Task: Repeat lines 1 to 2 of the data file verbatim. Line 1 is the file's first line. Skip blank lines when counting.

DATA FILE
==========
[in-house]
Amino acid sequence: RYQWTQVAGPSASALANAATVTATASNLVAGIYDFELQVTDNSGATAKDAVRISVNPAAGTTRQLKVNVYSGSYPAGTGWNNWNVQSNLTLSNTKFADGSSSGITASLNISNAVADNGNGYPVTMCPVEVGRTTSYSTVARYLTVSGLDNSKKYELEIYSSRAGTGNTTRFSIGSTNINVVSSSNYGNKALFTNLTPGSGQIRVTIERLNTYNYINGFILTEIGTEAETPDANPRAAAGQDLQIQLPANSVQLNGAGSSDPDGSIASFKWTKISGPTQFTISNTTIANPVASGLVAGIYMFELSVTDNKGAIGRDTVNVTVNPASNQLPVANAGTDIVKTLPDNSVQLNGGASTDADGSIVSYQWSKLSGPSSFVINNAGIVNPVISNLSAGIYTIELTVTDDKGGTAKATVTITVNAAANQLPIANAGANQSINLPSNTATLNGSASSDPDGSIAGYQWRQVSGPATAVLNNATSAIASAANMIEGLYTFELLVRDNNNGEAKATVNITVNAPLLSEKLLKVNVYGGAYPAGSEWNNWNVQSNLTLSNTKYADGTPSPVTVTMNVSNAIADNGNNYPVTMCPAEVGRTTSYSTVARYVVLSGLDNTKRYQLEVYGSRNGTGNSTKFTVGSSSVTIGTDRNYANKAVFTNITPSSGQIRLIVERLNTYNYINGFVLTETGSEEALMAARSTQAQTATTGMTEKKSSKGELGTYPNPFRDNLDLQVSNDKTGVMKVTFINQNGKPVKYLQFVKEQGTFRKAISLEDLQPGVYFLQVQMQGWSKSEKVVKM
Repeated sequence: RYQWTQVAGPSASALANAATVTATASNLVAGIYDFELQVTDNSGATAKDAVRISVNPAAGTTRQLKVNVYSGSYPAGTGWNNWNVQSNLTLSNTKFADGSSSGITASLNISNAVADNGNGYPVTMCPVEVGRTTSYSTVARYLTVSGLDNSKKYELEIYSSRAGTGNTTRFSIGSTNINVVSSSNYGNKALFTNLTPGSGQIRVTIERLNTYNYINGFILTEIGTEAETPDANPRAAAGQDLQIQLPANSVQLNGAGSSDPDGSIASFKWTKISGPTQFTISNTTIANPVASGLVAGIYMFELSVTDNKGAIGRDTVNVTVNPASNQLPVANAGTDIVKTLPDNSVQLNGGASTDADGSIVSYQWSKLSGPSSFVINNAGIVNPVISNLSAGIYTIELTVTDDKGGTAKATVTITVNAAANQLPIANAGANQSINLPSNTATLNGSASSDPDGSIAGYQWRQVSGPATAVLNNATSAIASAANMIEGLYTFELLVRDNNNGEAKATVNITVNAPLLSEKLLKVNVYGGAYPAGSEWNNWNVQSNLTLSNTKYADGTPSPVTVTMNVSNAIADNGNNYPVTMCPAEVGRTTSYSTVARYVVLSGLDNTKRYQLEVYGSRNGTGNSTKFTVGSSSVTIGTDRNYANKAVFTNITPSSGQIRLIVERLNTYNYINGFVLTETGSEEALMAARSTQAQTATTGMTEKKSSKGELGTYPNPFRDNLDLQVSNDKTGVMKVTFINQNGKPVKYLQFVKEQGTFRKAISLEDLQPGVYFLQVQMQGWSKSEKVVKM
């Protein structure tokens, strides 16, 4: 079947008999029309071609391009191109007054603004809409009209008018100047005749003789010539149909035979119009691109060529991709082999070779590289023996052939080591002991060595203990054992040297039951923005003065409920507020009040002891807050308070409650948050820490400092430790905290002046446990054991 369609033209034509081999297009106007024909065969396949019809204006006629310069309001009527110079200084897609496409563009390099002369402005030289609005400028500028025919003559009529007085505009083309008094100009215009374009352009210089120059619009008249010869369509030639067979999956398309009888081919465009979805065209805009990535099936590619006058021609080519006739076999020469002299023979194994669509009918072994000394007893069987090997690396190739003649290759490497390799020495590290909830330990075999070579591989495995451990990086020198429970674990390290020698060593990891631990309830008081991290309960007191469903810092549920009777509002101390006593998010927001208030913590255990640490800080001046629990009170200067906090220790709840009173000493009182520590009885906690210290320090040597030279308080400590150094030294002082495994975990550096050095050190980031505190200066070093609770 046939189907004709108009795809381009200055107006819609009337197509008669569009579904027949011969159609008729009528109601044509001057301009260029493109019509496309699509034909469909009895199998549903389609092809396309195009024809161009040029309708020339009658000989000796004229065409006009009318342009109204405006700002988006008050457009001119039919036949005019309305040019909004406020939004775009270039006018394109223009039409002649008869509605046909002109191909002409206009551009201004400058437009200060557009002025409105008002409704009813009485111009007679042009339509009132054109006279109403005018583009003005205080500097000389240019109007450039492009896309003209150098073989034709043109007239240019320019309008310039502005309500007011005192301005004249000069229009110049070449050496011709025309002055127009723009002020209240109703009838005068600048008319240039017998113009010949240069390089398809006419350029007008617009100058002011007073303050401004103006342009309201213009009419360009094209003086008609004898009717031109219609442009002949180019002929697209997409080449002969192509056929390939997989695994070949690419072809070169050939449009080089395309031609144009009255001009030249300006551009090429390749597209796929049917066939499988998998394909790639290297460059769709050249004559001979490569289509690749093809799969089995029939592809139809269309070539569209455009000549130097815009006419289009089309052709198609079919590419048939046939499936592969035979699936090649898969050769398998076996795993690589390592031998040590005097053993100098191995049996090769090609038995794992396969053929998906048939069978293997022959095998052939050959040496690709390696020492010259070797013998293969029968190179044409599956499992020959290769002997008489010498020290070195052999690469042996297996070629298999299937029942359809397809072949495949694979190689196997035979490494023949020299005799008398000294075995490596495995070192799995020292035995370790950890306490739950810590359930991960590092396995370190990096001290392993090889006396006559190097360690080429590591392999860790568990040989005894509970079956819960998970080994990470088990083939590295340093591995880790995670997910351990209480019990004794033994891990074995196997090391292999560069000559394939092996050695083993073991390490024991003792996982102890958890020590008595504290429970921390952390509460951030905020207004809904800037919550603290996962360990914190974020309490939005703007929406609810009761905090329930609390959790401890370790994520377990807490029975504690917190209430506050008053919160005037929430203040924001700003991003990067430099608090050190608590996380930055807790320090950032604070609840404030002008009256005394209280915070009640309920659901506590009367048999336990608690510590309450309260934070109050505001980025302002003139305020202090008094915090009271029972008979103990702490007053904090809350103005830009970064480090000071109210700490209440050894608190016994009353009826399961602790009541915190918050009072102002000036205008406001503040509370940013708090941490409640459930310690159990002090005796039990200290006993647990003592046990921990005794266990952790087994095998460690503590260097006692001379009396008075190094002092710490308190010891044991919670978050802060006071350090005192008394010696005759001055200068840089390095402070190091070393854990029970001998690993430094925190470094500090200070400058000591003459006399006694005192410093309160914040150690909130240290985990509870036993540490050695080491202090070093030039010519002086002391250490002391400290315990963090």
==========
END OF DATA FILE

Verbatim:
[in-house]
Amino acid sequence: RYQWTQVAGPSASALANAATVTATASNLVAGIYDFELQVTDNSGATAKDAVRISVNPAAGTTRQLKVNVYSGSYPAGTGWNNWNVQSNLTLSNTKFADGSSSGITASLNISNAVADNGNGYPVTMCPVEVGRTTSYSTVARYLTVSGLDNSKKYELEIYSSRAGTGNTTRFSIGSTNINVVSSSNYGNKALFTNLTPGSGQIRVTIERLNTYNYINGFILTEIGTEAETPDANPRAAAGQDLQIQLPANSVQLNGAGSSDPDGSIASFKWTKISGPTQFTISNTTIANPVASGLVAGIYMFELSVTDNKGAIGRDTVNVTVNPASNQLPVANAGTDIVKTLPDNSVQLNGGASTDADGSIVSYQWSKLSGPSSFVINNAGIVNPVISNLSAGIYTIELTVTDDKGGTAKATVTITVNAAANQLPIANAGANQSINLPSNTATLNGSASSDPDGSIAGYQWRQVSGPATAVLNNATSAIASAANMIEGLYTFELLVRDNNNGEAKATVNITVNAPLLSEKLLKVNVYGGAYPAGSEWNNWNVQSNLTLSNTKYADGTPSPVTVTMNVSNAIADNGNNYPVTMCPAEVGRTTSYSTVARYVVLSGLDNTKRYQLEVYGSRNGTGNSTKFTVGSSSVTIGTDRNYANKAVFTNITPSSGQIRLIVERLNTYNYINGFVLTETGSEEALMAARSTQAQTATTGMTEKKSSKGELGTYPNPFRDNLDLQVSNDKTGVMKVTFINQNGKPVKYLQFVKEQGTFRKAISLEDLQPGVYFLQVQMQGWSKSEKVVKM